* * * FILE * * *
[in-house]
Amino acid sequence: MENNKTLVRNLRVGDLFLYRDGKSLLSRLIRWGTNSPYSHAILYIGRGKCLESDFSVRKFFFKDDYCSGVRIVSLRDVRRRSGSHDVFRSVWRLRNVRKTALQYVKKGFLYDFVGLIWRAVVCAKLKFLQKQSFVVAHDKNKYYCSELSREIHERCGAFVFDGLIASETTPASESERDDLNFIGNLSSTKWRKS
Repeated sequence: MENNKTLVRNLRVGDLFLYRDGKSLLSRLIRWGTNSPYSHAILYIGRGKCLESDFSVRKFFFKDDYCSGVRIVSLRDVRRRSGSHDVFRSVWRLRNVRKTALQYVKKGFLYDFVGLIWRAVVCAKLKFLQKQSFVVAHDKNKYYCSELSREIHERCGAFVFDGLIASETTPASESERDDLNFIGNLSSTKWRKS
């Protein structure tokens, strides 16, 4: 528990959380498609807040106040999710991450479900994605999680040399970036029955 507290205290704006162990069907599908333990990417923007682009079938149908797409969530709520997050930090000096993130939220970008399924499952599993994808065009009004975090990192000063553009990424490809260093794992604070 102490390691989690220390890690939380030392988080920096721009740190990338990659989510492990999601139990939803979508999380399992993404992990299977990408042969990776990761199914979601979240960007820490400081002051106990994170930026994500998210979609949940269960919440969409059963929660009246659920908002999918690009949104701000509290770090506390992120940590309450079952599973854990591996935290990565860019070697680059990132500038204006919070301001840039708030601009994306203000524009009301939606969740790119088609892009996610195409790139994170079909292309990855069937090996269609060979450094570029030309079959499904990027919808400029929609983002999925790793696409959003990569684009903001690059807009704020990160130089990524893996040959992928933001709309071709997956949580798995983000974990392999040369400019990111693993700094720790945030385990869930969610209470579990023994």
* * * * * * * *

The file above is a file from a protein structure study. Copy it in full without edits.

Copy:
[in-house]
Amino acid sequence: MENNKTLVRNLRVGDLFLYRDGKSLLSRLIRWGTNSPYSHAILYIGRGKCLESDFSVRKFFFKDDYCSGVRIVSLRDVRRRSGSHDVFRSVWRLRNVRKTALQYVKKGFLYDFVGLIWRAVVCAKLKFLQKQSFVVAHDKNKYYCSELSREIHERCGAFVFDGLIASETTPASESERDDLNFIGNLSSTKWRKS
Repeated sequence: MENNKTLVRNLRVGDLFLYRDGKSLLSRLIRWGTNSPYSHAILYIGRGKCLESDFSVRKFFFKDDYCSGVRIVSLRDVRRRSGSHDVFRSVWRLRNVRKTALQYVKKGFLYDFVGLIWRAVVCAKLKFLQKQSFVVAHDKNKYYCSELSREIHERCGAFVFDGLIASETTPASESERDDLNFIGNLSSTKWRKS
């Protein structure tokens, strides 16, 4: 528990959380498609807040106040999710991450479900994605999680040399970036029955 507290205290704006162990069907599908333990990417923007682009079938149908797409969530709520997050930090000096993130939220970008399924499952599993994808065009009004975090990192000063553009990424490809260093794992604070 102490390691989690220390890690939380030392988080920096721009740190990338990659989510492990999601139990939803979508999380399992993404992990299977990408042969990776990761199914979601979240960007820490400081002051106990994170930026994500998210979609949940269960919440969409059963929660009246659920908002999918690009949104701000509290770090506390992120940590309450079952599973854990591996935290990565860019070697680059990132500038204006919070301001840039708030601009994306203000524009009301939606969740790119088609892009996610195409790139994170079909292309990855069937090996269609060979450094570029030309079959499904990027919808400029929609983002999925790793696409959003990569684009903001690059807009704020990160130089990524893996040959992928933001709309071709997956949580798995983000974990392999040369400019990111693993700094720790945030385990869930969610209470579990023994």